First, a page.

We are now one month away from the first game of the UW MBB season! This article is part 2 of a series which will provide an in-depth examination into each of the men’s basketball players returning in 2017-18. They will include a mixture of statistics, film study, and analysis. The statistics will come via a mix of Basketball Reference, Kenpom, and Synergy Sports. There are a lot of unknowns for next season given that the Huskies lost both their primary ball handler/star and their head coach. We may not know exactly how every player will be deployed but we can look at how they played last season and determine relevant trends to inform decisions moving forward. Find part 1 here: Matisse Thybulle.
The 6’8” Power Forward out of Atlanta, Georgia was an unlikely Husky. Dickerson committed to both Georgetown and Florida before finally ending up at Montlake. The latter move only happened after he was released from his letter of intent following the jump from Florida head coach Billy Donovan to the NBA. On several recruiting sites, Dickerson was more highly rated than teammate Marquese Chriss who one year later became the #8 pick in the NBA draft.
Unlike Chriss, Dickerson uses polished footwork and strength rather than exceptional athleticism to score. His freshman season concluded with per 40 minute averages of 13.5 points and 9.3 rebounds. He struggled in particular on the defensive side of the ball where poor fundamentals and below average athleticism led to a plethora of fouls and resulted in Dickerson playing only 22 minutes per game.
Dickerson improved nearly across the board in his sophomore season although still with several struggles on defense. His per 40 minute averages improved to 18.5 points and 12 rebounds while his assist rate doubled and his turnover rate dropped from 18.5% to 13.9%. The combination of these factors with a 10% rise in overall field goal percentage caused his offensive rating to skyrocket from a below average 96.3 to a well above average 115.3.
Dickerson thrived in particular once Markelle Fultz was injured for the final 4 games of the season. In those games, Dickerson shouldered the offensive load and averaged 26 points and 13 rebounds per 40 minutes (and 21 and 10 on a per game basis). Only 3 players in the Pac-12 last year (Ivan Rabb, Josh Hawkinson, and Obinna Olekka) averaged a double double over the entire season. Dickerson’s strong conclusion raised expectations for him moving forward. Let’s dive in now for a more critical appraisal of Dickerson’s skill set.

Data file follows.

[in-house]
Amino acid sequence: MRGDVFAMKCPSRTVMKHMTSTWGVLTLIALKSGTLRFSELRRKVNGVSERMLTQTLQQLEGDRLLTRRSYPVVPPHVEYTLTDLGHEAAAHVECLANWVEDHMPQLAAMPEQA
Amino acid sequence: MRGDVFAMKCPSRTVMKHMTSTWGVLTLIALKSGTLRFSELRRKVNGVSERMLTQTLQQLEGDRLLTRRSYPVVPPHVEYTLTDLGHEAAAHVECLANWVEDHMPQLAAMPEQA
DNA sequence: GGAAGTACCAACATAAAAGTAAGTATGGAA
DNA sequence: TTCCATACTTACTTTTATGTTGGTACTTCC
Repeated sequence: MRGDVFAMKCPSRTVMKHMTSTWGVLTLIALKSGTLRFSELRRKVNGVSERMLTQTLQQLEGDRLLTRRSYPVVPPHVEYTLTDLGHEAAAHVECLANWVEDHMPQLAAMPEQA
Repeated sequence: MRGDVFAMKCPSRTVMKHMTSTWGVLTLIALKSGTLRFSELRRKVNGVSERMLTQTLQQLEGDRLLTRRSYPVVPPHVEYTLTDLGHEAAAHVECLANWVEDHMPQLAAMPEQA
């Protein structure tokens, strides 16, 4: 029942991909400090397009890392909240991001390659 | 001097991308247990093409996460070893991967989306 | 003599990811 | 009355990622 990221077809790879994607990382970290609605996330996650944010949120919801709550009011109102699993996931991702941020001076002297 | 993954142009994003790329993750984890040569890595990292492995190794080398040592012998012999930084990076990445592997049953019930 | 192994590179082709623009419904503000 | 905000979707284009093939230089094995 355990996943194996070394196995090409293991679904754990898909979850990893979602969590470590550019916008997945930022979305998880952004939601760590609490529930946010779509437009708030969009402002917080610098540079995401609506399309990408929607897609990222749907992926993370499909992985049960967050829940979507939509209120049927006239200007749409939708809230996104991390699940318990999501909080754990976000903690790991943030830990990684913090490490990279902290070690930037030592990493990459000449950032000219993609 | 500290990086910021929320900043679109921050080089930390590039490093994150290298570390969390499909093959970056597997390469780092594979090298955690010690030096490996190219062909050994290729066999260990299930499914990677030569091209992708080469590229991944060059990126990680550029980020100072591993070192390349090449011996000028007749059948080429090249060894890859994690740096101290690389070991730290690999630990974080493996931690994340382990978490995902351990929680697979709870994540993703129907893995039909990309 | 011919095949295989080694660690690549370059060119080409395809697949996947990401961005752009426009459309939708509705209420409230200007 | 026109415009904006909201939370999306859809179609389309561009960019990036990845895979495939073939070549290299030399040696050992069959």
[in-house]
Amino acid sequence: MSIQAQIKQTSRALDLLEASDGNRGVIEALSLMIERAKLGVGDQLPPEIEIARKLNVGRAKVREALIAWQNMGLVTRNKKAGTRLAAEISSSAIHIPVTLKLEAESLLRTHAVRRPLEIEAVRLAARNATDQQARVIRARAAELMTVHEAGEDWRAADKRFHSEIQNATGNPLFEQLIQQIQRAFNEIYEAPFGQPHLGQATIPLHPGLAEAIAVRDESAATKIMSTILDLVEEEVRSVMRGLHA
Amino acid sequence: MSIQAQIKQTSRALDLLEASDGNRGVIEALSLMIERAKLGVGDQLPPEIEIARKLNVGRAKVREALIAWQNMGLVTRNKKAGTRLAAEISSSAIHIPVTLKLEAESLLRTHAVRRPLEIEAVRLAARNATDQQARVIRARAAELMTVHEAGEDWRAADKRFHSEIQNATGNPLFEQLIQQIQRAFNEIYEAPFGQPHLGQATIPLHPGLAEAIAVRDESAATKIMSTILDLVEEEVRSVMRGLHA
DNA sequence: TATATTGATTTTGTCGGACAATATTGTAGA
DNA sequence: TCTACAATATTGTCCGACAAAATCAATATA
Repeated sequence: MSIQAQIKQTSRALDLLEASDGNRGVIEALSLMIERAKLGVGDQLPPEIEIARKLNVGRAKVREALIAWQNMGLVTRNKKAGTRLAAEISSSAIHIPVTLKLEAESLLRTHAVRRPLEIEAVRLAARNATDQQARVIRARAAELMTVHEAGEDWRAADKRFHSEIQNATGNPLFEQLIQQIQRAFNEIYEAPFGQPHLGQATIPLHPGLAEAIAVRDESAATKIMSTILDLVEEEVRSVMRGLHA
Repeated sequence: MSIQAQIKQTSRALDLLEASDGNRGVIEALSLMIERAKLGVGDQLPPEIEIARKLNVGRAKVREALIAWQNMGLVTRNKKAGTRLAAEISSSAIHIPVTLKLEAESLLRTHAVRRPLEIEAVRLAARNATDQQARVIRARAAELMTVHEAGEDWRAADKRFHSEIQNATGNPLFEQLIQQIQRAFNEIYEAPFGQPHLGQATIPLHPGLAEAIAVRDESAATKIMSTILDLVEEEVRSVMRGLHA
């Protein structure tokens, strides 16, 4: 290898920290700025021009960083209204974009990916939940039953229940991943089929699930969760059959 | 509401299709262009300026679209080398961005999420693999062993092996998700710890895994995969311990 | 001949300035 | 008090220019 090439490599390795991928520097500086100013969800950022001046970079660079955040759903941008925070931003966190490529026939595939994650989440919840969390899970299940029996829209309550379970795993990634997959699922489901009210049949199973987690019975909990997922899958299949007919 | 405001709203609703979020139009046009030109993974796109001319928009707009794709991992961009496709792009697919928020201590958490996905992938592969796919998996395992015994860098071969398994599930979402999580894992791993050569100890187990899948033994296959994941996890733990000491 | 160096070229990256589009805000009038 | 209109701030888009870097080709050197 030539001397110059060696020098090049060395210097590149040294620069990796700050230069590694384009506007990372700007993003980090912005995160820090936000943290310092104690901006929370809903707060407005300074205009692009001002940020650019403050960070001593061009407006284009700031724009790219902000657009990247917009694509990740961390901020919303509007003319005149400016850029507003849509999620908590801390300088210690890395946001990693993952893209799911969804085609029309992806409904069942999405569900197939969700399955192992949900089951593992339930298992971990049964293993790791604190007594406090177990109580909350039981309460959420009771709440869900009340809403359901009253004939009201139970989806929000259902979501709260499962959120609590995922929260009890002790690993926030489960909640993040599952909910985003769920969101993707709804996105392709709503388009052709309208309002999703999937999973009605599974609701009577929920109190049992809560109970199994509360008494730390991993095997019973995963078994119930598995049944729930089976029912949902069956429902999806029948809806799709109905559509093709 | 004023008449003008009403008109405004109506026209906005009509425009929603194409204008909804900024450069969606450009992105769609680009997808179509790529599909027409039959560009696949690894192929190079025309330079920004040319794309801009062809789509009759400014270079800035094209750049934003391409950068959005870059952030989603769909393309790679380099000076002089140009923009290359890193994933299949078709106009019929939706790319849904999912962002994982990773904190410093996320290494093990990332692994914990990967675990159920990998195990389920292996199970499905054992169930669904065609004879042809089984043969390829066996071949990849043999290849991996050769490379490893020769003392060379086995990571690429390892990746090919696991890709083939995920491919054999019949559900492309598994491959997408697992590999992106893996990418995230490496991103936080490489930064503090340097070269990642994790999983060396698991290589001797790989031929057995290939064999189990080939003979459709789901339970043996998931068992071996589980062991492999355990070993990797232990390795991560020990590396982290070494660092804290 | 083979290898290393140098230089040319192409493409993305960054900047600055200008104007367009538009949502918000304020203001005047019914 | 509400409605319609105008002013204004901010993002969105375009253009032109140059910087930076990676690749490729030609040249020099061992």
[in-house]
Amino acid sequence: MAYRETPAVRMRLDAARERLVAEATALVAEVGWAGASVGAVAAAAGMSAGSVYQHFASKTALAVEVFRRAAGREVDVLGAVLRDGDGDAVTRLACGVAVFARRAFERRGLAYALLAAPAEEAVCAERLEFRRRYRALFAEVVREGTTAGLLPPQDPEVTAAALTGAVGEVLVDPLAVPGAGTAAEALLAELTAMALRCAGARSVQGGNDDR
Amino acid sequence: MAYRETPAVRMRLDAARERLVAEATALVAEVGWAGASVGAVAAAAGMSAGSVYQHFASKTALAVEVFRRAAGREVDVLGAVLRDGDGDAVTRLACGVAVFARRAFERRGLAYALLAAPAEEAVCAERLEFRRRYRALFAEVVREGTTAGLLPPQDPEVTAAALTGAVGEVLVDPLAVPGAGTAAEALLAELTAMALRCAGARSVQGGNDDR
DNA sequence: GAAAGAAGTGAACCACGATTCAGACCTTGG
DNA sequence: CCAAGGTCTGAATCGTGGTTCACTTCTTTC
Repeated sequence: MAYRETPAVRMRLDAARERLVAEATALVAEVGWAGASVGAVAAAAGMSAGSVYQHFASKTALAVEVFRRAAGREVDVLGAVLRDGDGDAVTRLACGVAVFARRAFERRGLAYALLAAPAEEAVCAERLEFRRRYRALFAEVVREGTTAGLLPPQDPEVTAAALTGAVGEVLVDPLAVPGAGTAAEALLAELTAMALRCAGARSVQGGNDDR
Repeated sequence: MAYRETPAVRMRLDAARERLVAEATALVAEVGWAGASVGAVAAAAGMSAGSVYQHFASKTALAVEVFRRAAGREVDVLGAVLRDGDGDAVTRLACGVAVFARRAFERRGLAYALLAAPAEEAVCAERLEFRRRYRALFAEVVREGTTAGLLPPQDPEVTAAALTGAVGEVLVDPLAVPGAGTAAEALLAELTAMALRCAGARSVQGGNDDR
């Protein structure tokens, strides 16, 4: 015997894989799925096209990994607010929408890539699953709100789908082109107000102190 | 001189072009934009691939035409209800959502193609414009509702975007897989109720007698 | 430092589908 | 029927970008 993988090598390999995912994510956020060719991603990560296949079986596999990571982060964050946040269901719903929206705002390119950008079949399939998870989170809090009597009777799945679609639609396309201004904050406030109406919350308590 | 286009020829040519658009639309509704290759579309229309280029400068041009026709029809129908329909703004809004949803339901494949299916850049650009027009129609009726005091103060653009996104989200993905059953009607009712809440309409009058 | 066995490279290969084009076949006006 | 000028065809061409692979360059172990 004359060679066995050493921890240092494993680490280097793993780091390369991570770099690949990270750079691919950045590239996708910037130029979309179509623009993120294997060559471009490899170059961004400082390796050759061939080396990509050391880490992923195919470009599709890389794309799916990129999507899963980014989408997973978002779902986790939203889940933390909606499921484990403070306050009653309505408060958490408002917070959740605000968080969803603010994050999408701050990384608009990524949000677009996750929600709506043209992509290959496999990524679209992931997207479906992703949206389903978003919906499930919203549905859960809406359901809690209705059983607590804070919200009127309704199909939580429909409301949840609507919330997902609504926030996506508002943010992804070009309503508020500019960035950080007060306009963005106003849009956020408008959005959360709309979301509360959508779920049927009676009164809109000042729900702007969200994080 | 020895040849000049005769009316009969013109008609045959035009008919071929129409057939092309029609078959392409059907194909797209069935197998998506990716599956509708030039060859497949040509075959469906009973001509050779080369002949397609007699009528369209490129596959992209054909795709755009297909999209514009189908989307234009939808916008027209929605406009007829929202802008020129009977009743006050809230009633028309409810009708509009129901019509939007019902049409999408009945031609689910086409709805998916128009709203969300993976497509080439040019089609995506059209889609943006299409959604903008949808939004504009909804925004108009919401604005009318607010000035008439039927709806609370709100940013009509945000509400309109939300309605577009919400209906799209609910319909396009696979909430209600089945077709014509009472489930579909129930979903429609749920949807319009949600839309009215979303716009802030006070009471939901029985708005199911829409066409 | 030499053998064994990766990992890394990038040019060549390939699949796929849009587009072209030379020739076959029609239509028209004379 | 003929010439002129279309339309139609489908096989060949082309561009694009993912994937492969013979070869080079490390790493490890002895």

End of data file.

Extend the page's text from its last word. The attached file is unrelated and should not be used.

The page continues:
Posting Up on the Left Block
Dickerson’s overall offensive game is very old school in that it focuses mainly on post-ups with a variety of spins, hooks, and up and unders. While Dickerson is above average in this regard across the board, he is at his best when he sets up on the left block. From that location, Dickerson was in the 90th percentile nationally while scoring 1.132 points per possession and shooting 62.5% from the field. Only 17 players with at least as many such possessions finished at a higher clip including NBA 1st round draft picks Zach and John Collins as well as Wun-Wun impersonator Przemek Karnowski.
On this play, Dickerson’s defender thinks he has done an adequate job cutting off Noah’s angle to the hoop. He has Cameron Oliver waiting with the help defense should Noah choose to go back towards the basket. Oliver was in the top-50 nationally in shot block percentage and is now in the NBA so he normally would clean up in those situation. Dickerson gets around the defender but finds himself underneath the hoop and with Oliver closing in. Oliver is fully ready to meet Dickerson at the summit and block a dunk attempt. However, Dickerson recognizes that Oliver’s feet aren’t quite set yet and puts up the shot attempt without jumping. This allows the ball to get over Oliver’s outstretched arms and safely into the basket.
This up and under move is a favorite of Dickerson’s and shielding the ball on the other side of the rim is an effective way to make up for the fact that he doesn’t have the athleticism to rise up and dunk the ball in that situation.
This is a more traditional post-up attempt. The Huskies clear out and give Dickerson room to operate against Josh Hawkinson (although Malik Dime is too close and gives his defender a chance to help.) Noah is able to use his strength to create just enough separation for him to get a floater up over the defender that swishes through. Noah’s post game isn’t about spinning past a defender to throw down a tomahawk dunk. He’s crafty enough (usually) to know his limitations and to create enough space to get the ball around or over a single defender and into the basket.
Playmaking Versus the Double Team
Before diving any further, I’ll give Dickerson some credit. He improved his assist rate from an almost invisible 2.4% in his freshman year to 5.4% this past season. So Dickerson is no longer a complete black hole from which no basketball has ever returned. But he’s still close. When Dickerson does recognize that the correct move is to pass, it can be extremely effective. On this play, Dickerson sees the double team coming and gets it back to Thybulle. This causes a mad scramble by the defense and ultimately results in Fultz hitting an open 3-pointer.
Most of the time however, Dickerson simply attempts to work his way around both defenders. Dickerson shot just 20% on attempts when the defense committed to the double team which ranked in the 14th percentile among all college players. In a one-on-one situation he can often use a series of fakes to get his defender off balance. But against the double team, Dickerson doesn’t quite have the strength to fight through multiple defenders and doesn’t have the size or athleticism to shoot over them both.